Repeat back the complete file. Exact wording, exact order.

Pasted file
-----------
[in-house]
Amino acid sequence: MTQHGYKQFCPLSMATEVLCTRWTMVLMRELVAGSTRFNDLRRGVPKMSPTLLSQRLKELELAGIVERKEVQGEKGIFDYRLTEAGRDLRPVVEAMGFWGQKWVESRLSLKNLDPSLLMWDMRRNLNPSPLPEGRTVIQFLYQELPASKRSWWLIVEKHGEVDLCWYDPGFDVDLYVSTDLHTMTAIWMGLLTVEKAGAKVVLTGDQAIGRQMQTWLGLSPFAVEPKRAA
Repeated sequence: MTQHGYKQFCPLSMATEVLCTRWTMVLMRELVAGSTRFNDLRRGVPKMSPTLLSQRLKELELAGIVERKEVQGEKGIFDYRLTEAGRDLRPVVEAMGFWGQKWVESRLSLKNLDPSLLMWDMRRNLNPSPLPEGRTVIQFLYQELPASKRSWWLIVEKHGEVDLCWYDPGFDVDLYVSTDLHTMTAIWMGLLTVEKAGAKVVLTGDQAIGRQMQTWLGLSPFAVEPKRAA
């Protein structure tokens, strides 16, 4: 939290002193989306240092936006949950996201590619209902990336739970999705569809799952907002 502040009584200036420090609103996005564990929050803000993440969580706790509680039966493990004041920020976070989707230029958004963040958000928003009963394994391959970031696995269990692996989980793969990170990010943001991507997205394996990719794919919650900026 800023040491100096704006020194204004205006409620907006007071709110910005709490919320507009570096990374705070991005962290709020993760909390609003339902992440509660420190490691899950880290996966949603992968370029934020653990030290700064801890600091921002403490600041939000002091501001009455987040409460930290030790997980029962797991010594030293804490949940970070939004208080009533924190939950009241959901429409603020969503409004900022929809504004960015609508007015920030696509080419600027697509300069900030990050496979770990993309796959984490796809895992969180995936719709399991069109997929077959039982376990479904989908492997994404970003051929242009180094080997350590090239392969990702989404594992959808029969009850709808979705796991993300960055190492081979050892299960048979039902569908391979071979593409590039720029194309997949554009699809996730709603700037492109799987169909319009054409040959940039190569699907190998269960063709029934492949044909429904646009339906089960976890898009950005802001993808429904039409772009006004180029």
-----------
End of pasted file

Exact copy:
[in-house]
Amino acid sequence: MTQHGYKQFCPLSMATEVLCTRWTMVLMRELVAGSTRFNDLRRGVPKMSPTLLSQRLKELELAGIVERKEVQGEKGIFDYRLTEAGRDLRPVVEAMGFWGQKWVESRLSLKNLDPSLLMWDMRRNLNPSPLPEGRTVIQFLYQELPASKRSWWLIVEKHGEVDLCWYDPGFDVDLYVSTDLHTMTAIWMGLLTVEKAGAKVVLTGDQAIGRQMQTWLGLSPFAVEPKRAA
Repeated sequence: MTQHGYKQFCPLSMATEVLCTRWTMVLMRELVAGSTRFNDLRRGVPKMSPTLLSQRLKELELAGIVERKEVQGEKGIFDYRLTEAGRDLRPVVEAMGFWGQKWVESRLSLKNLDPSLLMWDMRRNLNPSPLPEGRTVIQFLYQELPASKRSWWLIVEKHGEVDLCWYDPGFDVDLYVSTDLHTMTAIWMGLLTVEKAGAKVVLTGDQAIGRQMQTWLGLSPFAVEPKRAA
């Protein structure tokens, strides 16, 4: 939290002193989306240092936006949950996201590619209902990336739970999705569809799952907002 502040009584200036420090609103996005564990929050803000993440969580706790509680039966493990004041920020976070989707230029958004963040958000928003009963394994391959970031696995269990692996989980793969990170990010943001991507997205394996990719794919919650900026 800023040491100096704006020194204004205006409620907006007071709110910005709490919320507009570096990374705070991005962290709020993760909390609003339902992440509660420190490691899950880290996966949603992968370029934020653990030290700064801890600091921002403490600041939000002091501001009455987040409460930290030790997980029962797991010594030293804490949940970070939004208080009533924190939950009241959901429409603020969503409004900022929809504004960015609508007015920030696509080419600027697509300069900030990050496979770990993309796959984490796809895992969180995936719709399991069109997929077959039982376990479904989908492997994404970003051929242009180094080997350590090239392969990702989404594992959808029969009850709808979705796991993300960055190492081979050892299960048979039902569908391979071979593409590039720029194309997949554009699809996730709603700037492109799987169909319009054409040959940039190569699907190998269960063709029934492949044909429904646009339906089960976890898009950005802001993808429904039409772009006004180029």